Investors looking for stocks poised to outperform should focus on companies whose improving fortunes might not be fully reflected in their valuations, as outlined in a recent Barron's story. Despite rising global trade tensions over the recent months, the Street's earnings estimates have inched higher, suggesting that business conditions remain strong, particularly for domestic-facing companies. Stocks whose earnings outlooks have climbed in recent months by more than their share prices including Lockheed Martin (LMT), Marathon Petroleum (MPC), Intel Corp. (INTC) and Michael Kors Holdings (KORS).
In the three-month period ended June, earnings estimates for S&P 500 companies rose 0.8%, according to data from FactSet and as reported by Barron's. While a modest gain, the jump is significant as it counters the historical trend over the past decade in which analysts have marked down their quarterly estimates by an average of 5% from a period's start to end. Barron's highlighted real estate, telecom and utilities as sectors that have experienced more estimate increases than cuts, given their businesses depend less on global trade.
|Company||Forward P/E||Percentage Off 52-Week High|
|Michael Kors Holdings||14||5.3%|
Chip Leader Intel Undervalued
Intel Corp. (INTC), while not a domestically focused company like the others highlighted by Barron's, was chosen due to its inexpensive valuation after investors sold off shares on uncertainty following the surprise departure of its Chief Executive Officer (CEO) Brian Krzanich. The stock, up 13% year-to-date (YTD) versus the S&P 500's 4.3% gain, has consecutively beat the Street's estimates by over 20% for three quarters, noted Barron's. Meanwhile, shares are trading at less than 13 times projected earnings for 2018. (For more, see also: Intel a 'Top Pick' Despite Poor Sentiment: Citi.)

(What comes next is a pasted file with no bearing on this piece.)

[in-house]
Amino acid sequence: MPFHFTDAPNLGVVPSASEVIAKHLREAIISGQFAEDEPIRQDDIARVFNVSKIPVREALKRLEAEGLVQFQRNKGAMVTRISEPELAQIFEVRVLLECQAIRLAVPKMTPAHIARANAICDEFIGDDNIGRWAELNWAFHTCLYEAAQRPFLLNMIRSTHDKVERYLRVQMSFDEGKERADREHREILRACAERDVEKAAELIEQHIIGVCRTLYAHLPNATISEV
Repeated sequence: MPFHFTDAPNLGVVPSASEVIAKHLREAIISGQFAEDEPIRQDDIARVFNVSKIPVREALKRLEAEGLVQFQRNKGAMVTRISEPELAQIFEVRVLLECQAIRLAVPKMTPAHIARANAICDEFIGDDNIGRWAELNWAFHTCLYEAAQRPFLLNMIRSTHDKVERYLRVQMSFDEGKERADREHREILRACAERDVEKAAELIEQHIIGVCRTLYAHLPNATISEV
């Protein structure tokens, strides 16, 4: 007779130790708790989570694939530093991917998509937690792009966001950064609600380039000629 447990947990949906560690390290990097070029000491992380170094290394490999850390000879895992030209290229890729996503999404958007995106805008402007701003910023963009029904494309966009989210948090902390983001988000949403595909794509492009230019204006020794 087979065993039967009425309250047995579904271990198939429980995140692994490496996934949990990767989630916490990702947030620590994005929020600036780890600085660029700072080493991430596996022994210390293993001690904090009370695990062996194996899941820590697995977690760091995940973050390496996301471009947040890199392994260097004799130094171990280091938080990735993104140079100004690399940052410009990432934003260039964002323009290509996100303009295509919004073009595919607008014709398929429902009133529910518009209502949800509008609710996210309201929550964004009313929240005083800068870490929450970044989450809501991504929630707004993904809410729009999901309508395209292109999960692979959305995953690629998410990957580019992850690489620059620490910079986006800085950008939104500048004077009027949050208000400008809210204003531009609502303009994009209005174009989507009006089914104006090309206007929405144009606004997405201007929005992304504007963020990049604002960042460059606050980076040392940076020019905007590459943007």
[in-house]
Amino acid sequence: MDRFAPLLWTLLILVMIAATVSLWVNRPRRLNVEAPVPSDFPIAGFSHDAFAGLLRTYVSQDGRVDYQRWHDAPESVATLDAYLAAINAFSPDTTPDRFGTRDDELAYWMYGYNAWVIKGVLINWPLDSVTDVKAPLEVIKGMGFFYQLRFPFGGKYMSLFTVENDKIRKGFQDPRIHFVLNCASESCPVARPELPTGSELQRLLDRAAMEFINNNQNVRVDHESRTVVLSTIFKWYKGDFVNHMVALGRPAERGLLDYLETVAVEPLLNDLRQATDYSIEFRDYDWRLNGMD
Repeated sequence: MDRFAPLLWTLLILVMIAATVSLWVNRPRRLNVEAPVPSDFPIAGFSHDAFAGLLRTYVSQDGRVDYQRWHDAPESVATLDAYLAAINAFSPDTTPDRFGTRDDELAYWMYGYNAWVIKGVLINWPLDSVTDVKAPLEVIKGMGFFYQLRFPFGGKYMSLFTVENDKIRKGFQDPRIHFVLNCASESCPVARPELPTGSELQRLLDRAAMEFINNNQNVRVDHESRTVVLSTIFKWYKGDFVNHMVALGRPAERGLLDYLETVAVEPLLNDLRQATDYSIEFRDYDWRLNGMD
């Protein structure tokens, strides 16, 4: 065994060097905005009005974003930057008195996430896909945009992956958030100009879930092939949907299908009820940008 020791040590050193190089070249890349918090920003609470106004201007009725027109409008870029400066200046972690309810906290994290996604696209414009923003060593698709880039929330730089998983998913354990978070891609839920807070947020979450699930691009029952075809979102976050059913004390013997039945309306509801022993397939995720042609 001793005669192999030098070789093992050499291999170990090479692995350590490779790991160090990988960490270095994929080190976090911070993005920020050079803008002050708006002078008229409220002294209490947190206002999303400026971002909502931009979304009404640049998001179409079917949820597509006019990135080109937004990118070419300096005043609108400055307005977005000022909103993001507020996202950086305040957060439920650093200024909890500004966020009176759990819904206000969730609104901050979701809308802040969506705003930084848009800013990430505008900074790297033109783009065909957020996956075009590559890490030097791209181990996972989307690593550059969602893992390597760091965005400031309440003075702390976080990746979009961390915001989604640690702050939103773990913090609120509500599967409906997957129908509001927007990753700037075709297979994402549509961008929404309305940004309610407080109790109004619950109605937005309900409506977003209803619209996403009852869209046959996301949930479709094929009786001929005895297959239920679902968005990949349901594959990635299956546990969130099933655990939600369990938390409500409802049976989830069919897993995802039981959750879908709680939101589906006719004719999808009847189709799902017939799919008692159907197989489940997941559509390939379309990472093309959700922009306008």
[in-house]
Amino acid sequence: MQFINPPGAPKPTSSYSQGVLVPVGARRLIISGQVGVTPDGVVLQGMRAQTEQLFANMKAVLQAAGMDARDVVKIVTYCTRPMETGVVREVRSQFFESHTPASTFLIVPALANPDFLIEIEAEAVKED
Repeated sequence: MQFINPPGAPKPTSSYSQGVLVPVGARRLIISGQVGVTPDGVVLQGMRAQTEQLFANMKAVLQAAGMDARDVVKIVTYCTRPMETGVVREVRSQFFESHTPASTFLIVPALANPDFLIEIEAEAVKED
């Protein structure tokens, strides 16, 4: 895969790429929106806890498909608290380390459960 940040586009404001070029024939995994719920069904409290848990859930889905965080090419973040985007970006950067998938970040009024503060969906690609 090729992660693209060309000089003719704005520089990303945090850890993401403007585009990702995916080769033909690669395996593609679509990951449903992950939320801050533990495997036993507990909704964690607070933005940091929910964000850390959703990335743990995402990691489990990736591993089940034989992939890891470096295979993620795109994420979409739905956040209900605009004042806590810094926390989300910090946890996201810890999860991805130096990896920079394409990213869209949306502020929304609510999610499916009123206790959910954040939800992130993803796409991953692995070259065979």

Handbag maker Michael Kors, which has seen its stock trade flat over five years due to the heightened threat of competition from players such as Tapestry Inc.'s (TPR) Kate Spade and Coach, also looks like a value play. Its EPS has doubled over the same five-year stretch, while its stock now trades at a modest 15 times projected free cash flow (FCF) for its fiscal year through March. Barron's sees upside in improved pricing as the firm trims inventory and boosts same-store sales growth.
Lockhead Martin, a Defense Play
Military contractor Lockheed Martin, not only a safe bet as the Trump administration ramps up defense spending, looks cheap as earnings estimates rise faster than its valuation. The stock trades at 16 times profits, while its earnings per share (EPS) are expected to rise at a double-digit pace for at least two more years. "Defense spending is probably going to stay strong for a few years," said John Augustine, Chief Investment Office (CIO) at Columbus, Ohio-based Huntington National Bank, as cited by Barron's. As allotments for key aircraft and missiles come in well above Lockhead's initial expectations, more upside surprises could be in store. Last year, the firm beat earnings estimates by 19%. (For more, see also: What Will Trump's Defense Spending Do for Stocks?)